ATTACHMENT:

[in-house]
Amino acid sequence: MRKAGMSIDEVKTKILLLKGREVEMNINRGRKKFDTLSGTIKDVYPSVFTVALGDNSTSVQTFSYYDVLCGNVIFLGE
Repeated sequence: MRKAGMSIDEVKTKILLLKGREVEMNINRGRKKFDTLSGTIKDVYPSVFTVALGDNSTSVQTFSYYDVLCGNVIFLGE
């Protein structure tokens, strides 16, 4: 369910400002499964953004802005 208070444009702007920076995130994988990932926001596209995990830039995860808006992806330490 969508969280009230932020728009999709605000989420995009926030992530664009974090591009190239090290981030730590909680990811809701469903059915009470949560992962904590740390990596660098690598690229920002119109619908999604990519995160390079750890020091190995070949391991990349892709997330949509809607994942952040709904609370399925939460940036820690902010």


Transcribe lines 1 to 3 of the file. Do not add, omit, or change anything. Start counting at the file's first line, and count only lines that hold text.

[in-house]
Amino acid sequence: MRKAGMSIDEVKTKILLLKGREVEMNINRGRKKFDTLSGTIKDVYPSVFTVALGDNSTSVQTFSYYDVLCGNVIFLGE
Repeated sequence: MRKAGMSIDEVKTKILLLKGREVEMNINRGRKKFDTLSGTIKDVYPSVFTVALGDNSTSVQTFSYYDVLCGNVIFLGE